On April 16, 2019, the Securities and Exchange Commission’s (SEC) Office of Compliance Inspections and Examinations (OCIE) issued a Risk Alert summarizing numerous issues it found in its recent examinations of SEC-registered investment advisers and broker-dealers’ privacy practices. Some of the most common deficiencies the agency found were firms’ failure to give their customers initial or annual privacy notifications, or to notify them that they could opt out of sharing their non-public personal information with non-affiliated third parties.
Regulation S-P, the primary SEC rule regarding privacy notices and safeguard policies of investment advisers and broker-dealers, requires that entities provide to customers a clear and conspicuous notice of its privacy practices, including the customer’s right to opt out of some sharing of the customer’s personal information to nonaffiliated third parties. Customers must receive notice when the entity-customer relationship is established and every year thereafter for so long as the relationship continues, unless an exception to the annual requirement exists.
In addition, Regulation S-P requires entities to develop and implement administrative, technical, and physical safeguards for the protection of customer information. In the OCIE’s recent investigations, not only were firms found to have not been providing its customers the required notice, but many firms also lacked internal policies and procedures for administrative, technical, and physical information safeguards. For some that had the requisite policies and procedures in place, they either had not been implemented or they were not sufficient to reasonably safeguard customer records and information.
Other issues the OCIE found included a lack of policies or procedures (i) to safeguard customers’ information on employees’ personal computers, (ii) to stop employees from regularly sending unencrypted emails to customers containing personal information, (iii) to prevent the information from being sent to unsecured locations outside the firms’ networks, and (iv) related to incident response plans. The Alert suggests that these plans should have sufficient specificity, including role assignments for plan implementation, system assessments, and incident management.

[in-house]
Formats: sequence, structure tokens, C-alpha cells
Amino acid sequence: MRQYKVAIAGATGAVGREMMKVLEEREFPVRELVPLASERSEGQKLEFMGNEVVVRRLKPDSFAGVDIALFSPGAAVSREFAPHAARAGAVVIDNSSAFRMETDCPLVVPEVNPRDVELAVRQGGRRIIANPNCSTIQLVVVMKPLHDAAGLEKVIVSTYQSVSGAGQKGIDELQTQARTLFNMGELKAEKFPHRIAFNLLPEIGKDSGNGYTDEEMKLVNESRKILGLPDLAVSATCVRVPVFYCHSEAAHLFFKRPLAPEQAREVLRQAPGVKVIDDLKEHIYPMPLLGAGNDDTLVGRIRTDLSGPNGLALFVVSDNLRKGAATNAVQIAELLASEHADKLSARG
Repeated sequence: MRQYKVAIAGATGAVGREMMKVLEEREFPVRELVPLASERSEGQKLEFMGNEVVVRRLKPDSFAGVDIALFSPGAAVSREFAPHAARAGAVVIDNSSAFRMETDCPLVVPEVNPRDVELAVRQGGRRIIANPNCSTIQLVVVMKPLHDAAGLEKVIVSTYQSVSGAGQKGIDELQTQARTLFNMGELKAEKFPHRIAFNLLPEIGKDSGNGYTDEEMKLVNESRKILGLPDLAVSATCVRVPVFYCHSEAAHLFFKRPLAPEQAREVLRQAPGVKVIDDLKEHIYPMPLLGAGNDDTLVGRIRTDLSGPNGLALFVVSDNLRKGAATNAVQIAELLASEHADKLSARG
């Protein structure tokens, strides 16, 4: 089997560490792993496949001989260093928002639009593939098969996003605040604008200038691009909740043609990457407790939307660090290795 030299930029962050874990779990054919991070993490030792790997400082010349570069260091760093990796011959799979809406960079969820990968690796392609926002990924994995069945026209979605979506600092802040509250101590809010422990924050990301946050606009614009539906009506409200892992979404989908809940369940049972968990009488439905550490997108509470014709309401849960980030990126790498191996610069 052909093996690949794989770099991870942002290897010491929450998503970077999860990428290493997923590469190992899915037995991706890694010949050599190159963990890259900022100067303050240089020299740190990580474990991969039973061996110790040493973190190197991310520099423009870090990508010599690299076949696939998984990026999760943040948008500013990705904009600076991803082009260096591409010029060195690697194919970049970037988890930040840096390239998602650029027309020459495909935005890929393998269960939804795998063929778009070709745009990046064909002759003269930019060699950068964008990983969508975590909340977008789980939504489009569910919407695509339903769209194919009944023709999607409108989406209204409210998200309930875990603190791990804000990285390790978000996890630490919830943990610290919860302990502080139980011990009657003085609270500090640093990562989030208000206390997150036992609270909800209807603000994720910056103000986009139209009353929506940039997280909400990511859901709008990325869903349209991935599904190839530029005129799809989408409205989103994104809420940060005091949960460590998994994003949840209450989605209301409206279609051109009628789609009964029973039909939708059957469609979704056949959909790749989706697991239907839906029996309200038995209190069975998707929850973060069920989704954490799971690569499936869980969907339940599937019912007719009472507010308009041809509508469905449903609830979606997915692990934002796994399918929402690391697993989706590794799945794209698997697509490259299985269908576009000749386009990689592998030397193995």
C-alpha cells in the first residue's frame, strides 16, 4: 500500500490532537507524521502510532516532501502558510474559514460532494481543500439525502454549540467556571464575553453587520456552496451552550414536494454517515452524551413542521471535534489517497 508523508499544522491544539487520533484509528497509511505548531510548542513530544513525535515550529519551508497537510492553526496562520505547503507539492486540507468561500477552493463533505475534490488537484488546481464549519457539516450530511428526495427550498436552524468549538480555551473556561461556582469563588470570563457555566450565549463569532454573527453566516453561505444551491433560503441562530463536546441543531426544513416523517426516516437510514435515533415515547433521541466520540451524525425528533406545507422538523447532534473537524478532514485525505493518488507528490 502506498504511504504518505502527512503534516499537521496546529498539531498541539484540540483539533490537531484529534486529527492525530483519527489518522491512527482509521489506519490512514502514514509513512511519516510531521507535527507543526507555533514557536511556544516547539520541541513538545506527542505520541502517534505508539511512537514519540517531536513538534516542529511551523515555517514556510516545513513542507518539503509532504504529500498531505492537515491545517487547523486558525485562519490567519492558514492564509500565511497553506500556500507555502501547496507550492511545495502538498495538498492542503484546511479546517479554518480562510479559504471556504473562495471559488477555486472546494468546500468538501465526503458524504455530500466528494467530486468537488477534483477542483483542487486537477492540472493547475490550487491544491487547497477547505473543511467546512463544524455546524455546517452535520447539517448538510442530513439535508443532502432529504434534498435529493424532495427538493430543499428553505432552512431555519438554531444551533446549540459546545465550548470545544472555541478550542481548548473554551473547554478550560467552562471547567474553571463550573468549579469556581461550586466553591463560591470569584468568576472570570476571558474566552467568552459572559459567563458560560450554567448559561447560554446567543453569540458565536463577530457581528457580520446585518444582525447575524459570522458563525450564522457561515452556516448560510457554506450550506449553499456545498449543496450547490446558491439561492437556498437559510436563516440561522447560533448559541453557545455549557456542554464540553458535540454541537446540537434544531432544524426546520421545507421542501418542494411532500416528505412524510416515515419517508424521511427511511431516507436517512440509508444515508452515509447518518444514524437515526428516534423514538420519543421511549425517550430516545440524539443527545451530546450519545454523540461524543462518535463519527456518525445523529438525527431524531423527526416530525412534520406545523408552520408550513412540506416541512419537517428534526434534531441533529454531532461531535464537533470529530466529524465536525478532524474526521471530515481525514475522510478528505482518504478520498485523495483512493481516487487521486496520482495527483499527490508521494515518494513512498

The Alert also suggests that firms should maintain an inventory of customer information, which would identify all systems where customer information is used or stored and the categories of personal information kept. The Alert does not provide specific guidance as to the specificity of the inventory but appears to require it so that firms may develop better policies and procedures to protect customer information.
The Alert demonstrates that the SEC is going to become a major player in enforcing privacy regulations, and investment advisers and broker-dealers registered with the SEC should be cognizant of their responsibilities and required procedures to avoid large monetary penalties. In the wake of the SEC’s increased scrutiny of the financial industry’s privacy and security practices, investment advisers and broker-dealers should review their written policies and procedures regularly to ensure they are in compliance with Regulation S-P and have a monitoring program in place to ensure compliance with internal policies and procedures as well as Regulation S-P.
This alert was co-authored by members of our Data Privacy & Information Governance Group: Gregory Leighton (firstname.lastname@example.org; 312-269-5372) and Bari Nathan (email@example.com; 312-269-8044) and our Fund Formation & Investment Management Group: Michael Gray (firstname.lastname@example.org; 312-269-8086), Wesley Nissen (email@example.com; 312-269-5697) and David Presser (firstname.lastname@example.org; 312-269-1715).
If you have any questions related to this alert or would like additional information, please reach out to your Neal Gerber Eisenberg contact or the authors.